Molly was with me on her Kerry holidays for the best of last week’s weather. I miss her on trips to Ballybunion.
This lush vegetation is in Gurtinard Wood.
Keeping the flowers in Tip Top Shape
Watering the flowers in Listowel Town Square in July 2019
At Golf View
It’s the Silly Season
From this invaluable book of useless information I have learned that the honey badger is the most aggressive and blood thirsty mammal in the world.
They live in Asia and Africa, (thank God for that) and they are not badgers at all. They just look like badgers. They are an unrelated species of weasel but they do love homey. They love to rip apart beehives and eat as much honey as they can scoff. They are led to the beehives by honeyguide birds. The birds call out to the honey badger when they find a hive. They wait for the honey badger to eat his fill and they are happy with what’s left. They are birds after all. They don’t have much of an appetite.
Wait for this! The honey badger has few predators because, if attacked from the back, his skin is so loose fitting that he can twist around within his own skin and fight back.
But there’s worse! They will eat snakes, hyenas, lions and tigers, tortoises, porcupines, crocodiles and bears AND they also eat young honey badgers; only half the cubs survive to adulthood……..I have to stop.
This is beyond disgusting!
Lawlers’ Cake Shop
I came to live in Listowel in the mid 1970’s and this shop was in it’s heyday. I remember seeing buckets, yes buckets, of fresh cream from the Creamery being taken in there. Gigs Sheehy used to call with trays of eggs piled high every morning. By 12.00 noon Lawlers was a feast for the senses as the array of fresh cream cakes were being constantly replenished as they were snapped up by customers. By 4.00p.m. you would be lucky to get anything at all. Nowadays we have lots of shops selling confectionery, but in 1970s Listowel nothing compared to Lawlers.
Young Tidy Towers
Lovely to see young people taking pride in their town and helping out with the litter picking.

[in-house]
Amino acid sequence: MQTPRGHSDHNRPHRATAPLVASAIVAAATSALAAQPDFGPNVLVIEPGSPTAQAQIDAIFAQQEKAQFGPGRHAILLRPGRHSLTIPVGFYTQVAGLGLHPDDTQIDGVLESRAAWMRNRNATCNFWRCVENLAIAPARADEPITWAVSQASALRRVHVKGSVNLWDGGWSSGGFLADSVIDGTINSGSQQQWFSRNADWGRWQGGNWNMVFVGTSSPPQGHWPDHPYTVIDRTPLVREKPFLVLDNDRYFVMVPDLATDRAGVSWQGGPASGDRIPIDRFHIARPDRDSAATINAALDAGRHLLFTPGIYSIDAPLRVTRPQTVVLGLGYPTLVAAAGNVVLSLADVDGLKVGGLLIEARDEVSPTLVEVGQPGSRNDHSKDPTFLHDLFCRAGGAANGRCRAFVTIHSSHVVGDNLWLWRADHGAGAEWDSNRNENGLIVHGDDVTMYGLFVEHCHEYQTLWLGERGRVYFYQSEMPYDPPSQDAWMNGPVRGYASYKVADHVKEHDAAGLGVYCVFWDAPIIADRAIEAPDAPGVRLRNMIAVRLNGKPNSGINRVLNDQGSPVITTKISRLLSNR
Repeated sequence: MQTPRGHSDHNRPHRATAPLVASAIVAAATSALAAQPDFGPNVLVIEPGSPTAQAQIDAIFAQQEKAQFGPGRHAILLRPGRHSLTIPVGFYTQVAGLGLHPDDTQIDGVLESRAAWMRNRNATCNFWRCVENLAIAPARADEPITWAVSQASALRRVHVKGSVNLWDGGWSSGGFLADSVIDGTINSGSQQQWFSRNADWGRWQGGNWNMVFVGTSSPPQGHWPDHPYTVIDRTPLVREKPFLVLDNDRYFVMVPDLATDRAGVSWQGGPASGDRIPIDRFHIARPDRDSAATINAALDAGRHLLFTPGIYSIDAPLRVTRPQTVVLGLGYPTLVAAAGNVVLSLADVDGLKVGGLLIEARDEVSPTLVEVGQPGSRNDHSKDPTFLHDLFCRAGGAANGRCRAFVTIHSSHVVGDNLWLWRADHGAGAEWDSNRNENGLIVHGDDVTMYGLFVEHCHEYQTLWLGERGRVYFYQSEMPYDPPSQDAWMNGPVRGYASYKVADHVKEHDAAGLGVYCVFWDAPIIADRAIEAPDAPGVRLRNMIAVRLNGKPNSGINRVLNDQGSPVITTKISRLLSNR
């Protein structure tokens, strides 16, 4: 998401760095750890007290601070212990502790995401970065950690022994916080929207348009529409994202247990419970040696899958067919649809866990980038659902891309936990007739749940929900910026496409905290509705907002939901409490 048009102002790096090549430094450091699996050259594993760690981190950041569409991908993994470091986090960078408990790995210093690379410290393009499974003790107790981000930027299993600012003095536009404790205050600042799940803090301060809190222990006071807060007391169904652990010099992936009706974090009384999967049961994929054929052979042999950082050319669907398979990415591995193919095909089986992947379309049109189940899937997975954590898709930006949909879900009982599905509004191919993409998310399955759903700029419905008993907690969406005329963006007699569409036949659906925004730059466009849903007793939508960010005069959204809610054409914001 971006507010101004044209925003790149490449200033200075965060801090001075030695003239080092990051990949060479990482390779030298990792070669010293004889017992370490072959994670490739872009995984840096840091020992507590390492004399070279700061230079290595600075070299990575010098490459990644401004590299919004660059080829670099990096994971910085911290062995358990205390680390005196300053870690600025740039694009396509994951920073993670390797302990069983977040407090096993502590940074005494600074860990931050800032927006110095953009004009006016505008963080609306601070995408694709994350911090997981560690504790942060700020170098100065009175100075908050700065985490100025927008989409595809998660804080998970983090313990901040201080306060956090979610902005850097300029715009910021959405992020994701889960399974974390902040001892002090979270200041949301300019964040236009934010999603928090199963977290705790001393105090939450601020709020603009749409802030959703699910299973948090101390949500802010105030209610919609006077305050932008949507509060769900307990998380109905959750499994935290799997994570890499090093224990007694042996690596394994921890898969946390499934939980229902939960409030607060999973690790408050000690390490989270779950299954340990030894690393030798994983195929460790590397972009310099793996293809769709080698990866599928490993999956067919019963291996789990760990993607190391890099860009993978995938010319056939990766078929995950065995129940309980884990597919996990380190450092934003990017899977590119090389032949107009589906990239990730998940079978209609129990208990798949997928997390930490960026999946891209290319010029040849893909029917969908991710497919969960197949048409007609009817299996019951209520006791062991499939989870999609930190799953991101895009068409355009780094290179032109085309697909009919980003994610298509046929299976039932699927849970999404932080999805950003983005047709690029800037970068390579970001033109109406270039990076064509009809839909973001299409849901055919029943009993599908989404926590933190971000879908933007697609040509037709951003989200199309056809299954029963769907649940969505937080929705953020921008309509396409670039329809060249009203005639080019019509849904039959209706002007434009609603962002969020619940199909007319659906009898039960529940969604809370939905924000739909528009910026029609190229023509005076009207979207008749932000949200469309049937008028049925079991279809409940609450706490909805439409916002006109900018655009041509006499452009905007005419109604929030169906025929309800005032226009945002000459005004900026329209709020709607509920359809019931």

Look at the two cement bollards at either side of the passageway. These are the obstructions we were talking about yesterday.
Vincent Carmody knew what they were and he wrote;
The stones which Patrick O’Shea referred to were also known as Guard Stones, These were possibly of French origin, they are known by their French name as Chasse-Roue, translated to, wheel-cheaser. Sometimes instead of stones, parts of obsolete canon barrels were used.
There are up up to 11 locations in Listowel where these or something similar can be still seen. A blast (not the canon) from the past.
Nicholas Leonard also knows of these devices for protecting your walls. He wrote;
That stone is an aptly-named Jostle Stone. They were as you say designed to protect entrance walls from the iron-banded wheels of heavy drays and carts. In places, the Jostle Stones were conical-shaped so that any wheel that might ride up on the side of it would immediately be ‘jostled’ and slip down and outwards from the stone, and the wall it protected. Other stones leant into the wall at a steep angle; this ensured immediate repulsion of intruding dray-wheels, etc.
it seems that Jostle stones were designed and set in place in such a manner as to bear heavy impacts and to last for a long time.
There is a great piece on Jostle Stones online – see Forgotten Stones: Jostle Stones of Ennis by Mary Kearns
Ennis has many Jostle Stones still in-situ which may be seen online. Cork City is another place where Jostle Stones may be seen. My experience (in the 80s) of Ennis is of dangerous narrow streets, entrances and lane-ways. There were bound to be tight turns and narrow entrances in olden days for carters and dray-men.